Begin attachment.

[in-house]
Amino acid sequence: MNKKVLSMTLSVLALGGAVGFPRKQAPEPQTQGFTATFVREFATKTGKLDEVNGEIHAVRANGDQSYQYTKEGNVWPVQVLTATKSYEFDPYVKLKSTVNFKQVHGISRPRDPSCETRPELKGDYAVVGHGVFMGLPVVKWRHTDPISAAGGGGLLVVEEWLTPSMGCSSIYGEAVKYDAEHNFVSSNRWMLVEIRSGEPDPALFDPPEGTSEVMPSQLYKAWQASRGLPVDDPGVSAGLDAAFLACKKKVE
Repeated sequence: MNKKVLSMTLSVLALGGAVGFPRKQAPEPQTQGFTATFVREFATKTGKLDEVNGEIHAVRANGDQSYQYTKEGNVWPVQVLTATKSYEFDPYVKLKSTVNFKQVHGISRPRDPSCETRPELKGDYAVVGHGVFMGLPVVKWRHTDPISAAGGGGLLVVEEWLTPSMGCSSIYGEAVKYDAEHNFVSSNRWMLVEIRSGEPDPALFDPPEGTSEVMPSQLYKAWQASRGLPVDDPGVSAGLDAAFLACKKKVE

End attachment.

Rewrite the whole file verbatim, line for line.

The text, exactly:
[in-house]
Amino acid sequence: MNKKVLSMTLSVLALGGAVGFPRKQAPEPQTQGFTATFVREFATKTGKLDEVNGEIHAVRANGDQSYQYTKEGNVWPVQVLTATKSYEFDPYVKLKSTVNFKQVHGISRPRDPSCETRPELKGDYAVVGHGVFMGLPVVKWRHTDPISAAGGGGLLVVEEWLTPSMGCSSIYGEAVKYDAEHNFVSSNRWMLVEIRSGEPDPALFDPPEGTSEVMPSQLYKAWQASRGLPVDDPGVSAGLDAAFLACKKKVE
Repeated sequence: MNKKVLSMTLSVLALGGAVGFPRKQAPEPQTQGFTATFVREFATKTGKLDEVNGEIHAVRANGDQSYQYTKEGNVWPVQVLTATKSYEFDPYVKLKSTVNFKQVHGISRPRDPSCETRPELKGDYAVVGHGVFMGLPVVKWRHTDPISAAGGGGLLVVEEWLTPSMGCSSIYGEAVKYDAEHNFVSSNRWMLVEIRSGEPDPALFDPPEGTSEVMPSQLYKAWQASRGLPVDDPGVSAGLDAAFLACKKKVE